Instead of your regular acidic indulgences, milk or vanilla ice cream can be pleasant and very soothing. Make sure you get a brand of ice cream that does not contain a lot of chemicals.
Some Hot Drinks You Can Try
- Have hot vanilla milk in the morning instead of coffee. Just put a drop of pure vanilla extract and a little sugar or honey in a mug of hot milk.
- Some good tea options are marshmallow root, chamomile, catnip, licorice, ginger, or peppermint. They are usually well tolerated and can be beneficial. Make your teas weak until you are sure they don't bother you.
- Sometimes, just sipping a cup of hot water is comforting, and it helps keep you hydrated.
What Supplements I Used
Based on what I read in books and researched on the Internet, I used the supplements and products listed below:
- Glucosamine and Chondroitin (400 mg 3x per day): It coats the GAG layer, giving it a chance to heal.
- Calcium Citrate + Vitamin D (200 mg 2x per day): It helps your body excrete oxalates more efficiently, which helps prevent vulvodynia, an associated condition that is also very unpleasant.
- Bromelain (100 GDU 3x per day): Bromelain is an anti-inflammatory enzyme.
- Quercetin (100 mg 3x per day): Quercetin is another anti-inflammatory agent.
- Prelief: Prelief is an antacid that you can take before eating acidic foods. I would not recommend eating acidic foods, even with it, until you get your symptoms somewhat under control. But I did use it occasionally as a precautionary measure if I needed to eat out, and I used it more often as my bladder improved and I was able to return to a more normal diet.
You might want to start off with the glucosamine and chondroitin and work your way down the list. Add one supplement at a time and wait a few days before adding the next one, just to make sure it's not a trigger for you. I used 21st Century Glucosamine 250 mg and Chondroitin 200 mg, just because it didn't have a lot of extra ingredients in it. I don't think the brand matters so much, but look out for added vitamin C in some of them.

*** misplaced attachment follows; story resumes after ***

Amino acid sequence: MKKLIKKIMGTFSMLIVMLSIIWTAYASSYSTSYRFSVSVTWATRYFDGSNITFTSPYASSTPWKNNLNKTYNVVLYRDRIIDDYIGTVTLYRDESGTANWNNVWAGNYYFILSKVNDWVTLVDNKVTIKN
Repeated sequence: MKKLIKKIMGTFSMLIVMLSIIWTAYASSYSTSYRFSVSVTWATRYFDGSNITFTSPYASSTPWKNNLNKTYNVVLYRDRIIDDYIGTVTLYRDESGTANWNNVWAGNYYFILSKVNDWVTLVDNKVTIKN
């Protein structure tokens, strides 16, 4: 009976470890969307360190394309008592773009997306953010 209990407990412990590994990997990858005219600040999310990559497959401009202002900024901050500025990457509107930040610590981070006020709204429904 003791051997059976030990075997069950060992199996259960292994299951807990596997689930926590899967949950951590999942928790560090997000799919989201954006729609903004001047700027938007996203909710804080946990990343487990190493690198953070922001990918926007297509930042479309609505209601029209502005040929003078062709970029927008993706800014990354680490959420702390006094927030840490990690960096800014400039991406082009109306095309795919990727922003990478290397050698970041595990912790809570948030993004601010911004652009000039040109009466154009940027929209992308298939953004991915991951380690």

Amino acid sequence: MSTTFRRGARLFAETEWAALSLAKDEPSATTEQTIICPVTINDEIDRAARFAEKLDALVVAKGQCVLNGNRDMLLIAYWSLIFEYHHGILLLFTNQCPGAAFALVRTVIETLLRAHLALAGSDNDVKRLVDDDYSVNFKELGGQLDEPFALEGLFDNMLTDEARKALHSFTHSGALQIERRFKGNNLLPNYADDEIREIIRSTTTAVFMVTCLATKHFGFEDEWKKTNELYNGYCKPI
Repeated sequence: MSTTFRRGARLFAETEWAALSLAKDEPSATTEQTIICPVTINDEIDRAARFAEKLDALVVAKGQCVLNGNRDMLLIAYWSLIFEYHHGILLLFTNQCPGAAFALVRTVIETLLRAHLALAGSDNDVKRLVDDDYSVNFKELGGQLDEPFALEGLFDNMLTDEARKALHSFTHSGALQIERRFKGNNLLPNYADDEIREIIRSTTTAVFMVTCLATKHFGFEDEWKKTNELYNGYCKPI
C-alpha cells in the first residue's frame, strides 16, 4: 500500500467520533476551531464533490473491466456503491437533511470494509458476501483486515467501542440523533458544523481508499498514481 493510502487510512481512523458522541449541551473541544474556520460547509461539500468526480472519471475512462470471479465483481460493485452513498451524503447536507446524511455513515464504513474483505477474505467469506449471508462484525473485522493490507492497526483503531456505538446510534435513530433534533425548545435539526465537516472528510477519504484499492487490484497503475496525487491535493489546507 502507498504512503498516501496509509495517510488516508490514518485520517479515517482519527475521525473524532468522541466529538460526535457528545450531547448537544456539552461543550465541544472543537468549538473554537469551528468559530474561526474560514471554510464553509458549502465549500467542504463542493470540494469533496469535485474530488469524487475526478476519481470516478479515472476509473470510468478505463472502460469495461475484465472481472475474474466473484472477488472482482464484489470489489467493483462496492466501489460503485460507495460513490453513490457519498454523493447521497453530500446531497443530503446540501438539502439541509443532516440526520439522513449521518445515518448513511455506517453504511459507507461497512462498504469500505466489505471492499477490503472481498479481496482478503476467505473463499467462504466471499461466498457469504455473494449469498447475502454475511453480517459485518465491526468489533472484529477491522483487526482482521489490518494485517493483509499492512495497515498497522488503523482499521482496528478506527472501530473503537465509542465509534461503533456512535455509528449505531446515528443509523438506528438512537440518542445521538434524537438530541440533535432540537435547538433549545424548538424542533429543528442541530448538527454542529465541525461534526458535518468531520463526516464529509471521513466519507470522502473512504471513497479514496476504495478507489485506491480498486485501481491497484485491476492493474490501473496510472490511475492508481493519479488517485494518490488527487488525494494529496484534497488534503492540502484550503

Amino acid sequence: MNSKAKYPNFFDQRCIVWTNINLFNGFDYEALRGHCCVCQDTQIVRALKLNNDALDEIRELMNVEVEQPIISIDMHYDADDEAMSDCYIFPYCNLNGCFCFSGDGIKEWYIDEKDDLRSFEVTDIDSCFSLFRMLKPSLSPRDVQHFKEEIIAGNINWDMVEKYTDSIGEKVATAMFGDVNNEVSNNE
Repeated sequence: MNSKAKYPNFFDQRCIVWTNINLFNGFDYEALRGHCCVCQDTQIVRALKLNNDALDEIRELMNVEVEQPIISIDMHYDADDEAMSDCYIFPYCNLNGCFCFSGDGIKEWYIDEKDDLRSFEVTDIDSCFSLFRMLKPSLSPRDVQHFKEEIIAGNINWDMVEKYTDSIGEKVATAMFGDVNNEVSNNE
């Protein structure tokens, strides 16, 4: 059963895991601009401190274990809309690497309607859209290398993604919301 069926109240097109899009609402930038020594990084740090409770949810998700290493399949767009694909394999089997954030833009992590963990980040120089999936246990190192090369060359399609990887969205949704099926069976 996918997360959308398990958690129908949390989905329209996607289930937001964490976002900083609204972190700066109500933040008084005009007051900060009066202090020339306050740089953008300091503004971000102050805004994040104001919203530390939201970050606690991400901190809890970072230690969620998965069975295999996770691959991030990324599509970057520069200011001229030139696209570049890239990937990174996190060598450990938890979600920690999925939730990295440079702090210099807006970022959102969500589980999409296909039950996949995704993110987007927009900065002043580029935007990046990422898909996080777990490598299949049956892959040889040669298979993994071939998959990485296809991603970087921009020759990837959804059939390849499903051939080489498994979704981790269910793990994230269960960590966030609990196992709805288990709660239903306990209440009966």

One prescription medication I took for a short time that did help me was Ditropan (oxybutynin chloride). It is supposed to relax your bladder muscles to prevent urgent, frequent urination. At first, I was taking 5 mg a day, and it wasn't helping. But when my doctor raised it to 10 mg a day, it gave me some relief.
You Don't Have to Live With Cystitis
I found great advice in this book; it was recommended to me by my urologist. I found it to be very helpful and informative. It goes into depth about the causes of cystitis, how to reduce bladder pain, and how your diet can impact the condition.
When to See a Urologist
Once your GP recognizes that you don't have a garden-variety bladder infection, you will probably be referred to a urologist. All of this takes time, and it will likely be a couple of months before you actually see the urologist. That can seem like a lifetime when you are suffering. Usually, the first thing they will want to do is a cystoscopy, during which a tube with a camera on the end is inserted through the urethra into the bladder to examine it. My urologist made an appointment for me to have that test, but it was six weeks out. He said that if I got better before then, I should call and cancel.
The idea of that test really freaked me out, given the way I was feeling. Reading about other people's experiences on the interstitial cystitis forum, I wasn't optimistic about the outcome. I didn't see a lot of positive comments about how great things were after the diagnosis. Everyone seemed to be on a lot of drugs that were marginally effective at controlling their symptoms, and it sounded like a life sentence to me.
I did get a lot of great information from the IC forum, but I had to do a lot of searching around. I have tried to condense the information here for people having their first experience with bladder inflammation.
Could It Be Interstitial Cystitis (IC) or Bladder Pain Syndrome?
If you are researching these symptoms on the Internet or talking to your doctor, you may have heard of interstitial cystitis (IC) also known as bladder pain syndrome. It is a chronic inflammation of the lining of the bladder. According to the National Institute of Diabetes and Digestive and Kidney Diseases, IC may affect between 3 million and 8 million women and between 1 million and 4 million men in the United States.
What Are the Symptoms of IC?